Last year, Oracle Corporation (NASDAQ:ORCL) CEO Larry Ellison got a $90.7 million payday despite significant shareholder disapproval. Was he paid for performance? Not necessarily. Research suggests that stocks of companies with the highest-paid CEOs underperform their industry peers.
So what explains their high pay? One place to look is the board’s governance structures, which too often permit significant conflicts of interest among those who set executive compensation.
Do the companies you own allow these conflicts? Here are a few key places you can look.
Conflicts of interest can arise if the CEO is able to play a significant role in selecting and approving board member nominations, as this gives them some power to hand-pick rubber-stamp board members who are more likely to push through favorable compensation packages.
How can you determine if this is the case?
Take a look at the proxy sections discussing the company’s Nominating and Corporate Governance Committee. It provides valuable information about the procedure a company uses to select and approve board members, including members who will serve on the compensation committee.
For example, Chesapeake Energy Corporation (NYSE:CHK)‘s 2011 proxy statement indicates that the entire board of directors had “the authority to accept, modify, or reject the slate of nominees recommended by the Committee.” Since Aubrey McClendon was at that time serving as both the CEO and the board chairman, this means that he had a significant amount of power to choose the board members who would ultimately determine his compensation package and approve his management decisions.
According to some critics, McClendon used that power to hand-pick Chesapeake Energy Corporation (NYSE:CHK)’s board, which proceeded to offer generous compensation packages, and (according to some accounts) approved McClendon’s decision to take out about $1.1 billion in loans against his stake in company-owned wells.
Investors should also worry when the CEO is able to play a significant role in creating and approving board compensation packages, which can create a temptation among directors to kowtow to the CEO to preserve cushy compensation and perks.
How can you determine when this is the case?
Take a look at the proxy’s explanation of the responsibilities held by the compensation committee.
Chesapeake Energy Corporation (NYSE:CHK)’s 2011 proxy statement indicated that the compensation committee, which was entirely composed of independent members, was responsible for approving the amount of compensation directors achieve in equity. However, the proxy also indicated that the board of directors as a whole was “responsible for establishing and approving director cash compensation.”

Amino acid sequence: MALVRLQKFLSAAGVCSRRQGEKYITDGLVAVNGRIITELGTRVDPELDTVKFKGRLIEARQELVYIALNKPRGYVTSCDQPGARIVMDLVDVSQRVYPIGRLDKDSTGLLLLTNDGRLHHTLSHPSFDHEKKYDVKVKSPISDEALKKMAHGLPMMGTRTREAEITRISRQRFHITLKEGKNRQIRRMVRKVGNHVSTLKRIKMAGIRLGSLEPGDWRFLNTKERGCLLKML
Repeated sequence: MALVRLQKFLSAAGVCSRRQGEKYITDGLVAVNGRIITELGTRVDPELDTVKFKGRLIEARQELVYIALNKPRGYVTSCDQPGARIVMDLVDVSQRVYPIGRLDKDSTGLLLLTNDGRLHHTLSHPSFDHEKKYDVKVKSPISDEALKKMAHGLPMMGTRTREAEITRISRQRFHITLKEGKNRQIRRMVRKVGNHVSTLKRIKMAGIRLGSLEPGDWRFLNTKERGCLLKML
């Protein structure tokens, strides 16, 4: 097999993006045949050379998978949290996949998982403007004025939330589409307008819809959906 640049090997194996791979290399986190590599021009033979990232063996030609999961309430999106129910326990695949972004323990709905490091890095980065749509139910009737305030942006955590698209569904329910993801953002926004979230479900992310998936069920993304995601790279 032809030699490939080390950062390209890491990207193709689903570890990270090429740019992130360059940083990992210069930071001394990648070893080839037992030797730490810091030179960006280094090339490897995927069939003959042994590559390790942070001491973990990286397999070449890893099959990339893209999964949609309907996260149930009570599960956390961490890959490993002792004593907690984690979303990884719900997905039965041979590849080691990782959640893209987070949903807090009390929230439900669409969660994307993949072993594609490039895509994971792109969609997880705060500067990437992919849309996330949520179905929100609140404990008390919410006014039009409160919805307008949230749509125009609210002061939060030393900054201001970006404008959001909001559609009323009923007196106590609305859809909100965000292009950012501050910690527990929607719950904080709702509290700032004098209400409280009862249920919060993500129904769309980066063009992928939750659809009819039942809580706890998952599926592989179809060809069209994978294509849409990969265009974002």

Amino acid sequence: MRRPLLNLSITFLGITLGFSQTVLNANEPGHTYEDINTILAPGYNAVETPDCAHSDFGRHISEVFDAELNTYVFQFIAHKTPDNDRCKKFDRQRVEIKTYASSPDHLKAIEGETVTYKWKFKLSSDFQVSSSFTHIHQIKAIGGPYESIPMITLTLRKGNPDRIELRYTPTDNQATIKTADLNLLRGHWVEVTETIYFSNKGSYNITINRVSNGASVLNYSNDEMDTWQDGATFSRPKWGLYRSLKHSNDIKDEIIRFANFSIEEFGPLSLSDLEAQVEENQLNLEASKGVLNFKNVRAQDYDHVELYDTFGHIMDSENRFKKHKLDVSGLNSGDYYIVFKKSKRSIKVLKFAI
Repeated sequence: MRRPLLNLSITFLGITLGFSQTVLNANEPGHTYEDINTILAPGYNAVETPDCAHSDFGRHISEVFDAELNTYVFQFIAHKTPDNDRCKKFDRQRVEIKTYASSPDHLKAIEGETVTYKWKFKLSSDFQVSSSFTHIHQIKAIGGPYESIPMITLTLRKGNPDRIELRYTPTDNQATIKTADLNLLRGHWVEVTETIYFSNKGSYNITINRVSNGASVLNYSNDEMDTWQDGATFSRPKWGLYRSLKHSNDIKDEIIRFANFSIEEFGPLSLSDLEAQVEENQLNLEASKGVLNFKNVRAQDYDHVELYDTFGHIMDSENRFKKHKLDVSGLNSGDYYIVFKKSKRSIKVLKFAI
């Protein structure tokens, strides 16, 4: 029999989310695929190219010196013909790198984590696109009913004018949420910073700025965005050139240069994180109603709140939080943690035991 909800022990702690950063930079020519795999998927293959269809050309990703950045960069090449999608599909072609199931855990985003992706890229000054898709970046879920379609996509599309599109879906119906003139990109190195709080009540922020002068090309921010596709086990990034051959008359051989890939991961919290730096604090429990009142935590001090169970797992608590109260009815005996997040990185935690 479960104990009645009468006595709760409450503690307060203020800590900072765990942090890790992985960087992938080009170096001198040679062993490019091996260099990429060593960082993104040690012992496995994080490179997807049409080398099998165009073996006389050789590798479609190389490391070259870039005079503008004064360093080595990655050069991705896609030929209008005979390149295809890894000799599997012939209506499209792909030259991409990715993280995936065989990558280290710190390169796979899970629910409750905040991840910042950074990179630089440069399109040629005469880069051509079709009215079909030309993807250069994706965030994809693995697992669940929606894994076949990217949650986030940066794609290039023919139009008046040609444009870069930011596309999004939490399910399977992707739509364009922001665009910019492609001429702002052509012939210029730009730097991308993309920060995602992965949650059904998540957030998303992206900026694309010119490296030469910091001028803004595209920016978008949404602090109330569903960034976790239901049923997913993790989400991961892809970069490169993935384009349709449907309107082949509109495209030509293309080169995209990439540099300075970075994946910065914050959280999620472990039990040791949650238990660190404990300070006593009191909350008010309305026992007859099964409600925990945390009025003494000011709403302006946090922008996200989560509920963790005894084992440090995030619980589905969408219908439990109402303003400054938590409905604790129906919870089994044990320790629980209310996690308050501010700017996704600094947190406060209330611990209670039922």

This put McClendon, who then served as both CEO and board chairman, in a position to guide decisions regarding cash compensation packages awarded to directors — including those who set his pay.
Other questionable board connections
Suppose you’re a member of the compensation committee at Corporation A, and also the CEO of Company B, and that you recognize that Company B could profit from doing business with Corporation A. Wouldn’t you want to stay in the good graces of A’s executives to keep that opportunity open? Sure you would. And one way do to that would be to create generous compensation packages.
For this reason, investors should also be wary of any other situations in which compensation committee members’ other corporate affiliations might create a temptation to form a quid-pro-quo relationship with those whose packages they help determine.
How can you determine this?
First, look for disclosures of related-party transactions, which indicate when your company has purchased goods or services from a board member’s company.
Let’s look at a related-party transaction that occurred at Oracle Corporation (NASDAQ:ORCL), which awarded Ellison a compensation package worth $90.7 million in 2012. This egregious package garnered such strong shareholder disapproval that 58.9% of shares voted against it, even as Ellison himself owned about 23% of shares at the time.
Oracle’s 2012 proxy statement discloses that at least two out of three of its compensation committee members are associated with companies that may profit from Oracle’s decision to contract with them for goods and services. George Conrades and Naomi Seligman both serve as directors on the board of Akamai Technologies, Inc. (NASDAQ:AKAM) , and Conrades served as its CEO from 1999 until 2005. In 2011, Oracle purchased products and services from Akamai.